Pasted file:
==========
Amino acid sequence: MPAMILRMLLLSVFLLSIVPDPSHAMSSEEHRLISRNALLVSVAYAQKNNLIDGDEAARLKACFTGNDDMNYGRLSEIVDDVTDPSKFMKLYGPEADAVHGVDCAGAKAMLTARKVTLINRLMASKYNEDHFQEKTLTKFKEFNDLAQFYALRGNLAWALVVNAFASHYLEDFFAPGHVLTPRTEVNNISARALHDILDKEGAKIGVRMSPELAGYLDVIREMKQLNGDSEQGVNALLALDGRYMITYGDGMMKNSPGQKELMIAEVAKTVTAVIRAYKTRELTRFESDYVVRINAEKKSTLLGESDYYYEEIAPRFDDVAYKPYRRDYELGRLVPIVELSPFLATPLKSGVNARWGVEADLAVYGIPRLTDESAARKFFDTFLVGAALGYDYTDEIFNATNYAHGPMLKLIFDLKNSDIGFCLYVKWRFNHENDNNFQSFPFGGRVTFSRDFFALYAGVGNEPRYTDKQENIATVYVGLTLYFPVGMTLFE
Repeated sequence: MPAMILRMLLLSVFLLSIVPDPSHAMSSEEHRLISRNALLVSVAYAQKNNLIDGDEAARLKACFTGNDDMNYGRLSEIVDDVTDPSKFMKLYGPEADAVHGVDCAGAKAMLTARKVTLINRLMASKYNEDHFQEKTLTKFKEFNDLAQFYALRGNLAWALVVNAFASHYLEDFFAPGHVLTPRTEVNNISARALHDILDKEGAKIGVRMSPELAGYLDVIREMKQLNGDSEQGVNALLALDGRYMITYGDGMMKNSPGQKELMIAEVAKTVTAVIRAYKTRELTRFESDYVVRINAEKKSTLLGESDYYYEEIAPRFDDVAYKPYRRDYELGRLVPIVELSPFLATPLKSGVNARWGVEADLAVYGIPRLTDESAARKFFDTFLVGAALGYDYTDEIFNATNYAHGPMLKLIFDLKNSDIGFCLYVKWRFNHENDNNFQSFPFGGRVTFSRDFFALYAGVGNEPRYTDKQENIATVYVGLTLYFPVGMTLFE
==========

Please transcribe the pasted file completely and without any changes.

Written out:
Amino acid sequence: MPAMILRMLLLSVFLLSIVPDPSHAMSSEEHRLISRNALLVSVAYAQKNNLIDGDEAARLKACFTGNDDMNYGRLSEIVDDVTDPSKFMKLYGPEADAVHGVDCAGAKAMLTARKVTLINRLMASKYNEDHFQEKTLTKFKEFNDLAQFYALRGNLAWALVVNAFASHYLEDFFAPGHVLTPRTEVNNISARALHDILDKEGAKIGVRMSPELAGYLDVIREMKQLNGDSEQGVNALLALDGRYMITYGDGMMKNSPGQKELMIAEVAKTVTAVIRAYKTRELTRFESDYVVRINAEKKSTLLGESDYYYEEIAPRFDDVAYKPYRRDYELGRLVPIVELSPFLATPLKSGVNARWGVEADLAVYGIPRLTDESAARKFFDTFLVGAALGYDYTDEIFNATNYAHGPMLKLIFDLKNSDIGFCLYVKWRFNHENDNNFQSFPFGGRVTFSRDFFALYAGVGNEPRYTDKQENIATVYVGLTLYFPVGMTLFE
Repeated sequence: MPAMILRMLLLSVFLLSIVPDPSHAMSSEEHRLISRNALLVSVAYAQKNNLIDGDEAARLKACFTGNDDMNYGRLSEIVDDVTDPSKFMKLYGPEADAVHGVDCAGAKAMLTARKVTLINRLMASKYNEDHFQEKTLTKFKEFNDLAQFYALRGNLAWALVVNAFASHYLEDFFAPGHVLTPRTEVNNISARALHDILDKEGAKIGVRMSPELAGYLDVIREMKQLNGDSEQGVNALLALDGRYMITYGDGMMKNSPGQKELMIAEVAKTVTAVIRAYKTRELTRFESDYVVRINAEKKSTLLGESDYYYEEIAPRFDDVAYKPYRRDYELGRLVPIVELSPFLATPLKSGVNARWGVEADLAVYGIPRLTDESAARKFFDTFLVGAALGYDYTDEIFNATNYAHGPMLKLIFDLKNSDIGFCLYVKWRFNHENDNNFQSFPFGGRVTFSRDFFALYAGVGNEPRYTDKQENIATVYVGLTLYFPVGMTLFE